“This disturbance comes from neither,” Palpatine said. “It is something new. Something different.” He looked back and forth between his servants. “Something that will require both of you working together to uncover.”
Again, neither of them visibly reacted. But Palpatine could sense their surprise. Their surprise, and their reflexive protest.
This time, it was the Chiss who spoke first. “With all due respect, Your Majesty, I believe my duty and my abilities would be best used elsewhere,” he said. “The rebels who escaped Atollon must be tracked down and eliminated before they can regroup and join with other cells.”
“I agree,” the Emperor said. “But the Seventh Fleet and Commander Woldar can deal with that without you for now. Grand Moff Tarkin will also be joining the commander while his new assignment is being prepared for him.”
Palpatine sensed a flicker in Vader’s emotions, perhaps a hope that Thrawn would mistakenly believe this was the right time and place to once again raise objections to the Death Star project. Palpatine paused, offering the Grand Admiral the opportunity to do just that.
But Thrawn remained silent.
“While Woldar and Tarkin find and deal with the rebels,” the Emperor continued, “you and Lord Vader will take your flagship to deal with this other matter.”
“Understood, Your Majesty,” Thrawn said. “May I point out that Governor Tarkin is less familiar than I am with this particular Rebel cell. Perhaps a more efficient approach would be for Lord Vader to be offered one of my Star Destroyers and seek out this disturbance on his own.”
Palpatine felt a sudden stirring of anger from his apprentice at Thrawn’s unthinking choice of phrase. A Lord of the Sith was not offered
a ship. He took what
he wanted when
he wanted it.
But like Thrawn, Vader knew when to remain silent.
“You surprise me, Admiral Thrawn,” Palpatine said. “I would have expected a certain eagerness to journey within sight of your home.”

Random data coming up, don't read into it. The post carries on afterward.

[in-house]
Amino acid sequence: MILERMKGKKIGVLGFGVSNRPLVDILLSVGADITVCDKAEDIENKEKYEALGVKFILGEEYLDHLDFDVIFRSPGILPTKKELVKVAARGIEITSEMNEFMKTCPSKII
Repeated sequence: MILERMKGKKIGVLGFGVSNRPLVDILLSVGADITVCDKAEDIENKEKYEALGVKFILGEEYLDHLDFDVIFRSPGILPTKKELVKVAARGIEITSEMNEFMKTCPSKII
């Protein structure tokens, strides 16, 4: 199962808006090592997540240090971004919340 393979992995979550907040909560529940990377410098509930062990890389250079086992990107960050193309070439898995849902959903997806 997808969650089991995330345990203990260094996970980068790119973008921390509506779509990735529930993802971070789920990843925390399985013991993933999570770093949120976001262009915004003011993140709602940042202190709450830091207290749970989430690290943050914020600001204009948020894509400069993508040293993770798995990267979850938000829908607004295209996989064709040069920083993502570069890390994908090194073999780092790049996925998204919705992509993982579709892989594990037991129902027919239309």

Thrawn’s glowing red eyes narrowed slightly, and Palpatine felt his sudden caution. “Excuse me, Your Majesty?”
“The disturbance is located at the edge of your Unknown Regions,” the Emperor said. “It appears to be centered on a planet named Batuu.” Again, he sensed a reaction to the name. This time, the reaction came from both of them. “I believe you have heard of it?”
Thrawn’s eyes were hooded, the expression on that blue-skinned face swirling with memories. “Yes,” he murmured. “I have indeed heard of it.”
As, of course, had Vader. It was the place where he and Thrawn had long ago interfered, albeit unwittingly, with one of Palpatine’s plans.
But again, Vader remained silent.
“Very well, then,” Palpatine said. “You, Admiral, will command.” He looked at Vader. “You, Lord Vader, will deal with the disturbance.”
“Yes, Your Highness,” Thrawn said.
“Yes, my master,” Vader said.
Palpatine leaned back into the depths of his throne. “Then go.”
The two servants turned and walked toward the door between the double line of red-cloaked Imperial Guards silently lining their path. Palpatine watched them go: the Chiss in his white Grand Admiral’s uniform, the Sith garbed in black, his long cloak swirling behind him.
The solution to this particular puzzle would indeed require both of them. But more importantly, it would address Palpatine’s lingering questions.
He smiled thinly. Time for Thrawn to face his future.
Time for Vader to face his past.